THE AURORA OF THE KNIGHTS OF MALTA Back

The initials “A.B.” engraved on an R.A. 3 from 1929 might be those of heraldry scholar Augusto Bertini.

There’s a particularly beautiful pen in my collection made around 80 years ago engraved with the initials “A.B.” With the initials a fairly common combination and the pen coming to me some 20 years ago, it’s been difficult to work out what the name and surname of its owner may have been.
Like any mystery, there’s any number of feasible solutions and no end to the hypotheses and conjectures. And, with no unequivocal proof available, all of them are equally likely. This is the allure of a good mystery. And if it also involves a pen that’s beautiful and unique, then the mystery is even more intriguing and romantic. 
I described this pen in the third issue of Penna (November 1993). It’s an Aurora R.A. 3 safety that’s completely hand engraved with mythological figures. It has the unusual dedication “Gli allievi d’araldica” (The students of heraldry) and is dated the seventh year of the fascist era, that is, 1929. 
The initials “A.B.” are engraved on the cap inside a shield shaped like a horse’s head and are presumably those of the original recipient of this masterpiece of engraving. 
So who was giving courses or lessons in heraldry in the 1920s that could have elicited such appreciation as to be rewarded with a gift like this?

Dating from the Middle Ages, the Hospitallers of St. John of Jerusalem were one of the oldest equestrian orders in existence. 
The order was founded around 1050 when a few merchants from the maritime republic of Amalfi received permission from the caliph of Egypt to build a church, convent and hospital in Jerusalem for helping pilgrims of every faith and race at a time when the Christians and Muslims in the Holy Land tolerated each other. The church was dedicated to St. John the Baptist and a monastic community called the Order of St. John of Jerusalem was established here, which later became independent under the guide of its first great master, Gerard. 
With the overthrow of Jerusalem in 1099 and the founding of the Kingdom of Jerusalem by the crusaders, the number of pilgrims from all over the Christian world escalated. 
The Muslims didn’t resign themselves to defeat, however, and repeatedly tried to win back Palestine. The order was therefore forced to militarily defend its patients, pilgrims and territory. On February 15, 1113, the order was officially recognized by Pope Paschal II.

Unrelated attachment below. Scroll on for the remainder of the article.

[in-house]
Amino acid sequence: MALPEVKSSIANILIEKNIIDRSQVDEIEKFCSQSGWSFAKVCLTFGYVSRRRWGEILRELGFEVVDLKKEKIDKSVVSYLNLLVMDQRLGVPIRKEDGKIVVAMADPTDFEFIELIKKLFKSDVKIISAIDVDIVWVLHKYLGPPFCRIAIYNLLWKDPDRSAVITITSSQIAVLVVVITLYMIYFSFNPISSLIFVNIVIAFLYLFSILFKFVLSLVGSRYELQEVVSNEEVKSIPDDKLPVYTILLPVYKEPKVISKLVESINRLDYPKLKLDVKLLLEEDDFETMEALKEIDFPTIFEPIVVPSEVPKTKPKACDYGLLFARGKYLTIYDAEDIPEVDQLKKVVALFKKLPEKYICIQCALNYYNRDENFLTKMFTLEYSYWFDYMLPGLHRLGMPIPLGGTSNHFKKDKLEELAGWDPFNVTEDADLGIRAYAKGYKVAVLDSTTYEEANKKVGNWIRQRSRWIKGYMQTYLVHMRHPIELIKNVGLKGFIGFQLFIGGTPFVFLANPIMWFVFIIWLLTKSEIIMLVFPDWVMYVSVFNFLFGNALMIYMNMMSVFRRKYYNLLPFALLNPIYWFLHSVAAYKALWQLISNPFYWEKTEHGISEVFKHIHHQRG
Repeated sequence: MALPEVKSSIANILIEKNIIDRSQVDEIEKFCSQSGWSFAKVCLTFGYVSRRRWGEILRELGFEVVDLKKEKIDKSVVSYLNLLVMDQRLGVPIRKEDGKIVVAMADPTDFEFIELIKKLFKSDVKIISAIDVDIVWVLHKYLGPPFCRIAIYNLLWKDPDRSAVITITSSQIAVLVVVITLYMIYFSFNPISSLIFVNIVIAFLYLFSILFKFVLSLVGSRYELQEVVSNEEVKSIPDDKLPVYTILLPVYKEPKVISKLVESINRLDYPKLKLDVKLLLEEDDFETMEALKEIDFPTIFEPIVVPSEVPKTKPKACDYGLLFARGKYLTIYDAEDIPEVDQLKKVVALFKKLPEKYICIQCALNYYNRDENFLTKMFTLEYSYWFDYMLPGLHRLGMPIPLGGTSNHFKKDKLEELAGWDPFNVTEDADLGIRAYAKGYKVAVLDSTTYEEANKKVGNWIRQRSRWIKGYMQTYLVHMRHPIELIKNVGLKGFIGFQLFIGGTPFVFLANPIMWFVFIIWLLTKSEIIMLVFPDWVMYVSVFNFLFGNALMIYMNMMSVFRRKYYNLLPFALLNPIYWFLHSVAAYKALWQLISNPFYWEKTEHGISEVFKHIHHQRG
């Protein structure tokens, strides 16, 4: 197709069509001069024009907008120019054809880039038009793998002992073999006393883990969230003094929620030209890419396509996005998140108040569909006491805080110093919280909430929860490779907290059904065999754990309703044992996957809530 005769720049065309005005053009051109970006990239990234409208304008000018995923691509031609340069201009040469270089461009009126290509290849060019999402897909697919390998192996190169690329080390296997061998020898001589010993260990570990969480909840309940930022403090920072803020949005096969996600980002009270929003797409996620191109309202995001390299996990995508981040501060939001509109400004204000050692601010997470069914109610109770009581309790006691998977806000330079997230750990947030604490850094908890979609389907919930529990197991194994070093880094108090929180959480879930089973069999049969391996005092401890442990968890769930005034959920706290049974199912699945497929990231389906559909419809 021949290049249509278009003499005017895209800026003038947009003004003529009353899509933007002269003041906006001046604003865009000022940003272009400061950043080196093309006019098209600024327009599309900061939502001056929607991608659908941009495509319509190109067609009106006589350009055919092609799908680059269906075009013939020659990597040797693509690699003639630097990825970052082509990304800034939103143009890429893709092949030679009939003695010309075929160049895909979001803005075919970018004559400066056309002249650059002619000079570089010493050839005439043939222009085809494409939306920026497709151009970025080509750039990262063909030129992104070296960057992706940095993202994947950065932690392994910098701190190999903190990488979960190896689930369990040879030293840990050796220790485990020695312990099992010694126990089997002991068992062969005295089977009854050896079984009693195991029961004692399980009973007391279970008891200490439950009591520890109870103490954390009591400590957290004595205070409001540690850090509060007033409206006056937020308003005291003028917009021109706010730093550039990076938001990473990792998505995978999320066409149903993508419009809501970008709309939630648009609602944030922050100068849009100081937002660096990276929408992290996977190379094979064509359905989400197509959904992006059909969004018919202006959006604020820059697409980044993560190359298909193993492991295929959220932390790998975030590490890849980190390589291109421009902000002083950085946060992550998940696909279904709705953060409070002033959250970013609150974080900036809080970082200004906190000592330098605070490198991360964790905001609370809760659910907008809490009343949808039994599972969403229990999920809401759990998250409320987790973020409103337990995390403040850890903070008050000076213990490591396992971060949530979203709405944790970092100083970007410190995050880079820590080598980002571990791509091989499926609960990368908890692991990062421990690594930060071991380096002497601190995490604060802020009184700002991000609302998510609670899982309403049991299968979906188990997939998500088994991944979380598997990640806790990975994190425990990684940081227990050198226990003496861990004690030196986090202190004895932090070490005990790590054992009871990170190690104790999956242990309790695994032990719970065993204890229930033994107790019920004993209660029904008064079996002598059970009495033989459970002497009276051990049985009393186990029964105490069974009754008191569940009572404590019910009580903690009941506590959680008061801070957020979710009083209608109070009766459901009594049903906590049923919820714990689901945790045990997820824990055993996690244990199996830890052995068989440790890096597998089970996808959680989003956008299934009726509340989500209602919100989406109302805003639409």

In 1120 Raymond du Puy succeeded Gerard and stepped up the military defense of the pilgrims and patients in the order’s care. All the knights were bound by vows of poverty, chastity and obedience. They adopted the insignia of the eight-pointed Amalfi cross, symbolizing the beatitudes of the faith. 
Their standard was red and they had a black mantle with a white cross. Their Muslim enemies called them the “black men” after their ferociousness in battle. Their fame took on legendary proportions, rivaling the Knights Templar. 
After the capture of Jerusalem in 1187, the Hospitallers sacrificed themselves en masse, with the survivors withdrawing to the remaining cities of the Kingdom of Jerusalem: Antioch, Tyre, Edessa, Jaffa and Acre. Under attack from the Muslims, they later also withdrew from these cities to settle in 1291 in Cyprus. 
Here they reorganized their manner of warfare with a fleet of ships. They finally settled in Rhodes, where they renamed themselves the Knights of Rhodes. 
The order built a powerful fleet and began patrolling the seas of the Orient, defending Christianity in numerous celebrated battles, including in the crusades in Syria and Egypt. The members of the order that reached Rhodes, from all over Europe, regrouped at the end of the 16th century according to their original langues. 
Each langue was divided into priories or grand priories, bailiwicks and commanderies. The order was governed by the grand master (the prince of Malta) and the council, minted its own money and had diplomatic relations with other countries. 
In 1522 Suleyman the Magnificent attacked the island with 700 ships and 200 thousand men. With their numbers totaling only 300, the Knights of Rhodes were forced to surrender. They retreated in 1530 under the leadership of Grand Master Philippe de Villiers to the island of Malta. 
Malta was an extremely difficult base to attack, and it wasn’t until 1798 that Napoleon succeeded in driving out the order and taking possession of all its property. In 1800 the British occupied the island but the order has never returned there, despite the recognition of its sovereign rights in the Treaty of Amiens (1802). 
After temporarily moving to Messina, Catania and then Ferrara in Italy, in 1834 the order established itself in Rome, where it now occupies Palazzo Malta (68 Via Condotti) and Villa sull’Aventino, which have been granted extraterritoriality.

Since then, the main activity of the order has been the original one of providing hospital care. This work intensified last century through the activities of the Grand Priories and associations in different countries of the world. These are a few notes on the history of the Order of Jerusalem narrated in the minimum detail by Count Augusto Bertini in a book on the order published in Rome in 1929. In the 1920s, Bertini was secretary general of Rome’s Collegio Araldico (Heraldic college).
He was responsible for a 26-volume armorial manuscript in which each coat-of-arms was either hand drawn or ex libris. Bertini is therefore recognized as Italy’s greatest heraldry expert. So, could the initials “A.B.” on the Aurora R.A. 3 been Bertini’s?
Certainly he is the suspect with the most evidence in his favor.